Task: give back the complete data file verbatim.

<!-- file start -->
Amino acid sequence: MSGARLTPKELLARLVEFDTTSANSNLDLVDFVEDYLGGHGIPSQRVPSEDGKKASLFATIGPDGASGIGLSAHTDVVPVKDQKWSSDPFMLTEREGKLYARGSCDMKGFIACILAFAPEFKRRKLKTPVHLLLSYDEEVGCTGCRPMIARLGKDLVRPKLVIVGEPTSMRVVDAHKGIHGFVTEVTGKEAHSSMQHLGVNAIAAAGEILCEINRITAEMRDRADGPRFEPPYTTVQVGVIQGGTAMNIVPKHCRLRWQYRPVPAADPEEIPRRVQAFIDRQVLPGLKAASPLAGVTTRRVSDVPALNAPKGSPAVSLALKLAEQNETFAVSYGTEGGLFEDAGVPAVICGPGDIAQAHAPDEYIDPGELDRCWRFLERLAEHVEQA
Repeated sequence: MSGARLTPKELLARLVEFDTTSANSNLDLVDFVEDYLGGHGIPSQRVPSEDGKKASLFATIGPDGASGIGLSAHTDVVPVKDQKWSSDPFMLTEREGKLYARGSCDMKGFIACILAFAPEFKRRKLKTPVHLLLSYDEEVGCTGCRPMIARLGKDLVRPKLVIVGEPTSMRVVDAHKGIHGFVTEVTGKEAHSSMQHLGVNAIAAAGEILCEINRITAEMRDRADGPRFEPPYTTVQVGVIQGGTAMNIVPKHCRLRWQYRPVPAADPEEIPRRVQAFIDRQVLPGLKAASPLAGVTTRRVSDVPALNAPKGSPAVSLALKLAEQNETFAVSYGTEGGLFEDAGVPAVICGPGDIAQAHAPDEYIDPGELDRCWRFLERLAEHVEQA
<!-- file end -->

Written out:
Amino acid sequence: MSGARLTPKELLARLVEFDTTSANSNLDLVDFVEDYLGGHGIPSQRVPSEDGKKASLFATIGPDGASGIGLSAHTDVVPVKDQKWSSDPFMLTEREGKLYARGSCDMKGFIACILAFAPEFKRRKLKTPVHLLLSYDEEVGCTGCRPMIARLGKDLVRPKLVIVGEPTSMRVVDAHKGIHGFVTEVTGKEAHSSMQHLGVNAIAAAGEILCEINRITAEMRDRADGPRFEPPYTTVQVGVIQGGTAMNIVPKHCRLRWQYRPVPAADPEEIPRRVQAFIDRQVLPGLKAASPLAGVTTRRVSDVPALNAPKGSPAVSLALKLAEQNETFAVSYGTEGGLFEDAGVPAVICGPGDIAQAHAPDEYIDPGELDRCWRFLERLAEHVEQA
Repeated sequence: MSGARLTPKELLARLVEFDTTSANSNLDLVDFVEDYLGGHGIPSQRVPSEDGKKASLFATIGPDGASGIGLSAHTDVVPVKDQKWSSDPFMLTEREGKLYARGSCDMKGFIACILAFAPEFKRRKLKTPVHLLLSYDEEVGCTGCRPMIARLGKDLVRPKLVIVGEPTSMRVVDAHKGIHGFVTEVTGKEAHSSMQHLGVNAIAAAGEILCEINRITAEMRDRADGPRFEPPYTTVQVGVIQGGTAMNIVPKHCRLRWQYRPVPAADPEEIPRRVQAFIDRQVLPGLKAASPLAGVTTRRVSDVPALNAPKGSPAVSLALKLAEQNETFAVSYGTEGGLFEDAGVPAVICGPGDIAQAHAPDEYIDPGELDRCWRFLERLAEHVEQA